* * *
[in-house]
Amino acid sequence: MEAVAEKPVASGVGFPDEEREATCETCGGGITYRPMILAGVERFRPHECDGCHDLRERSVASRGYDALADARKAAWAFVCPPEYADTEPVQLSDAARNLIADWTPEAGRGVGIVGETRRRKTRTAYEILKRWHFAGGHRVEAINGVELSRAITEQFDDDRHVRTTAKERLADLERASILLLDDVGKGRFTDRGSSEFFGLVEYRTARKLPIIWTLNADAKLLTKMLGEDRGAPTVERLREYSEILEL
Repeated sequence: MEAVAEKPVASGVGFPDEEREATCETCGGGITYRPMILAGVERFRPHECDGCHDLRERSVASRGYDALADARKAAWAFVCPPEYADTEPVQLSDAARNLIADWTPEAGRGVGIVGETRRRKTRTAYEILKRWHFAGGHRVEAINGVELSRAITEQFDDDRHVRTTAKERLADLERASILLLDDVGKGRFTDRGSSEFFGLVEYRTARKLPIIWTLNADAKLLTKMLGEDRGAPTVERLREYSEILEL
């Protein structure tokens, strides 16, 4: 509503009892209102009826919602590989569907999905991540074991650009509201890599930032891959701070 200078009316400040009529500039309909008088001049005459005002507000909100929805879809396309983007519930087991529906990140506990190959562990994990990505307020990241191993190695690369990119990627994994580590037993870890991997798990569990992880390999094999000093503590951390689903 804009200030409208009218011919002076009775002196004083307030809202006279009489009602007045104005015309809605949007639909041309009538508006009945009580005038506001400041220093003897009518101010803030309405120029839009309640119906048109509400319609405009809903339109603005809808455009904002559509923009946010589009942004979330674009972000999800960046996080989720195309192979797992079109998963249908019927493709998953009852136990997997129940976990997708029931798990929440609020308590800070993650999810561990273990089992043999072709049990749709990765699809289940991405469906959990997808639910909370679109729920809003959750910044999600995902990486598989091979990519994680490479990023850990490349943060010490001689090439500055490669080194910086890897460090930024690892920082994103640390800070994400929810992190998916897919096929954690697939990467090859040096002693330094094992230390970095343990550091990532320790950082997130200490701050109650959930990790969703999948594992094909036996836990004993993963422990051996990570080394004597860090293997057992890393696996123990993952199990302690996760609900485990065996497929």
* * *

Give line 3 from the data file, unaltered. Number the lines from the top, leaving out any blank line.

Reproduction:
Repeated sequence: MEAVAEKPVASGVGFPDEEREATCETCGGGITYRPMILAGVERFRPHECDGCHDLRERSVASRGYDALADARKAAWAFVCPPEYADTEPVQLSDAARNLIADWTPEAGRGVGIVGETRRRKTRTAYEILKRWHFAGGHRVEAINGVELSRAITEQFDDDRHVRTTAKERLADLERASILLLDDVGKGRFTDRGSSEFFGLVEYRTARKLPIIWTLNADAKLLTKMLGEDRGAPTVERLREYSEILEL